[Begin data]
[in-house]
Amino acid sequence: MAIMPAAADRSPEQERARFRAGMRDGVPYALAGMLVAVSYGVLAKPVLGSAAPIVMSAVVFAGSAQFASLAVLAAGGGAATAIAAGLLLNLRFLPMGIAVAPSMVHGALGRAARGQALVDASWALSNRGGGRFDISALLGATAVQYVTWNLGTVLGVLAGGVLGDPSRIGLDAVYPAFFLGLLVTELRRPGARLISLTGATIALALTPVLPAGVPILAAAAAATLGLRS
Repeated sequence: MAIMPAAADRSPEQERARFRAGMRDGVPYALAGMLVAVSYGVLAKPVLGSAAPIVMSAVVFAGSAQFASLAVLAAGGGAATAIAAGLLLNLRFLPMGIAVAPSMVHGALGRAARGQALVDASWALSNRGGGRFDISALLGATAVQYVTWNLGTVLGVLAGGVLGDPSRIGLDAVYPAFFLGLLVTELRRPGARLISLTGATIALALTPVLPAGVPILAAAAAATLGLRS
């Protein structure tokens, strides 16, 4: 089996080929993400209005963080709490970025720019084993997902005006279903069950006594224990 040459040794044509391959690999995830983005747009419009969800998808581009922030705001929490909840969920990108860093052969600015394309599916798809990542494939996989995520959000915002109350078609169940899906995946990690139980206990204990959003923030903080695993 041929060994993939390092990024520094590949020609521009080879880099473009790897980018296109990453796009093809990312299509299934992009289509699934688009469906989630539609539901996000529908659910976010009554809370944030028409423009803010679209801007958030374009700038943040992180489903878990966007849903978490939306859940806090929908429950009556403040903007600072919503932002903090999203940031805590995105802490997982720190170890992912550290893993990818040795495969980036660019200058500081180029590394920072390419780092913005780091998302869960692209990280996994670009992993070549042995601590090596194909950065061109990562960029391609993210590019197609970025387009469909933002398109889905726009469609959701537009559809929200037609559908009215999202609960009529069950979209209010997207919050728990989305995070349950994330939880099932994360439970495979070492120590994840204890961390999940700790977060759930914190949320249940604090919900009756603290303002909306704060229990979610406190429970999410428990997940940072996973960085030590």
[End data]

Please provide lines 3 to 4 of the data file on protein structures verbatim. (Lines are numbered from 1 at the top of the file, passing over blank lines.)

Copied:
Repeated sequence: MAIMPAAADRSPEQERARFRAGMRDGVPYALAGMLVAVSYGVLAKPVLGSAAPIVMSAVVFAGSAQFASLAVLAAGGGAATAIAAGLLLNLRFLPMGIAVAPSMVHGALGRAARGQALVDASWALSNRGGGRFDISALLGATAVQYVTWNLGTVLGVLAGGVLGDPSRIGLDAVYPAFFLGLLVTELRRPGARLISLTGATIALALTPVLPAGVPILAAAAAATLGLRS
């Protein structure tokens, strides 16, 4: 089996080929993400209005963080709490970025720019084993997902005006279903069950006594224990 040459040794044509391959690999995830983005747009419009969800998808581009922030705001929490909840969920990108860093052969600015394309599916798809990542494939996989995520959000915002109350078609169940899906995946990690139980206990204990959003923030903080695993 041929060994993939390092990024520094590949020609521009080879880099473009790897980018296109990453796009093809990312299509299934992009289509699934688009469906989630539609539901996000529908659910976010009554809370944030028409423009803010679209801007958030374009700038943040992180489903878990966007849903978490939306859940806090929908429950009556403040903007600072919503932002903090999203940031805590995105802490997982720190170890992912550290893993990818040795495969980036660019200058500081180029590394920072390419780092913005780091998302869960692209990280996994670009992993070549042995601590090596194909950065061109990562960029391609993210590019197609970025387009469909933002398109889905726009469609959701537009559809929200037609559908009215999202609960009529069950979209209010997207919050728990989305995070349950994330939880099932994360439970495979070492120590994840204890961390999940700790977060759930914190949320249940604090919900009756603290303002909306704060229990979610406190429970999410428990997940940072996973960085030590």